Blogs enable more than they begin

From Brands for the Chattering Masses (NYT – link works right now but may go behind pay wall at any moment) “FOR many, many decades, successful branding — one of the corporate world’s holy grails — involved a clear set of rules. Produce quality goods at the right price. Frame the value in memorable messages […]

From Brands for the Chattering Masses (NYT – link works right now but may go behind pay wall at any moment)

“FOR many, many decades, successful branding — one of the corporate world’s holy grails — involved a clear set of rules. Produce quality goods at the right price. Frame the value in memorable messages seen by millions on television and in print. Then fine-tune the pitch by measuring sales and evaluating consumer responses through letters, phone calls, focus groups and surveys.

Nowhere have those rules been applied more effectively than here, the home of Procter & Gamble, which made a fortune turning Crest, Pampers, and Tide into must-have items on household shopping lists. But the branding game has changed radically, largely because of the myriad choices the Internet provides consumers and because of the economic influence of widespread Web pontificating, known as the blogosphere, which barely existed as a popular force until about four years ago.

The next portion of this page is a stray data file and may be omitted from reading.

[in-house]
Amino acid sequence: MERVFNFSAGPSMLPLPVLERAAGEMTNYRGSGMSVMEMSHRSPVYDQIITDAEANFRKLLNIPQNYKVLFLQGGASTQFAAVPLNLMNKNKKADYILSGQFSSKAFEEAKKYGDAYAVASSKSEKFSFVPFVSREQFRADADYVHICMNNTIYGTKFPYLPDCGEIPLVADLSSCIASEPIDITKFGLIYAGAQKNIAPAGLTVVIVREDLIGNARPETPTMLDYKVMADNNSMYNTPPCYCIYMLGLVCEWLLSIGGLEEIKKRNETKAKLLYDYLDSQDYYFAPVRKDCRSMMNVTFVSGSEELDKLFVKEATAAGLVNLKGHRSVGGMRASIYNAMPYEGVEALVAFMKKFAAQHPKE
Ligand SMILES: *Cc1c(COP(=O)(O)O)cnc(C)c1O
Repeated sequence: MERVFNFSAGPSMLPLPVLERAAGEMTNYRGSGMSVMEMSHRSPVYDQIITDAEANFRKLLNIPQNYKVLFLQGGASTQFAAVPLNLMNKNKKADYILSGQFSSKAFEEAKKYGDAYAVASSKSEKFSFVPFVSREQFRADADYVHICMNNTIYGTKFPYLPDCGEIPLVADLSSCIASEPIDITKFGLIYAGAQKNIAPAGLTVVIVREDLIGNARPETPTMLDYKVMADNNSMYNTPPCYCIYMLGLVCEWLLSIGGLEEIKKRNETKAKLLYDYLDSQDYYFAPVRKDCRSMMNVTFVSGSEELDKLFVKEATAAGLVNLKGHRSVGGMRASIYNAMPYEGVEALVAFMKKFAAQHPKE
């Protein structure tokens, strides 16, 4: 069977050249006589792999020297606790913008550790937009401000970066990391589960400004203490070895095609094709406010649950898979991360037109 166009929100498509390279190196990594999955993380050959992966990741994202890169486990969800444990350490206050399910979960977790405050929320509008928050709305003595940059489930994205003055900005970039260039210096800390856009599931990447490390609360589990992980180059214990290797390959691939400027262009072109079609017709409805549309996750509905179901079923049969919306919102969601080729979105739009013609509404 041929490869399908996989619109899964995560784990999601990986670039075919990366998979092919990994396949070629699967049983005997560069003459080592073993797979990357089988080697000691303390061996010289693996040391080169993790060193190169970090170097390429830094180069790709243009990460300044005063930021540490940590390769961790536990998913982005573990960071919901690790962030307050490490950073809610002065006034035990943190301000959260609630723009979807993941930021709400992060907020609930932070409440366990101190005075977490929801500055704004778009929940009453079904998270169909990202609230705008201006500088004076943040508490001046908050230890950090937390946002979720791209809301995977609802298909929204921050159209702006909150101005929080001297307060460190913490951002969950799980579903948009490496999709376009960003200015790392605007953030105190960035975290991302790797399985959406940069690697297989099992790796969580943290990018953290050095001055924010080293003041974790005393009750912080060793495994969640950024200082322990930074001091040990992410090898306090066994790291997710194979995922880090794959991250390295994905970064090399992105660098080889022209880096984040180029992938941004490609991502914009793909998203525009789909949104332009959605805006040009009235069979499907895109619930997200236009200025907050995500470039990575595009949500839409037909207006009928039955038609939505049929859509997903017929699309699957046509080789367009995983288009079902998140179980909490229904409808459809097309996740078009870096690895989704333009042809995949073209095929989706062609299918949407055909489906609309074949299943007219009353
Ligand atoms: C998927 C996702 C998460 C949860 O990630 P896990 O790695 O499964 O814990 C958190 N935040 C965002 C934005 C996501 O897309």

As consumers eagerly post word-of-mouth commentary in online communities, message boards and Web logs, a straightforward question confronts brandmeisters: Who wins and who loses as time-tested practices of mass production and mass marketing are undermined by the informed and often cranky voices of the knowledge age? “

My question is: if the blogosphere didn’t exist 4 years ago, what did? Weren’t those same people experiencing the same brands and sharing their thoughts via word-of-mouth? Of course they were!

Blogs do enable more conversation. But, the reason isn’t that the conversations weren’t happening before, the reason is that they were just never recorded and easily accessible.

Published: January 8th, 2007

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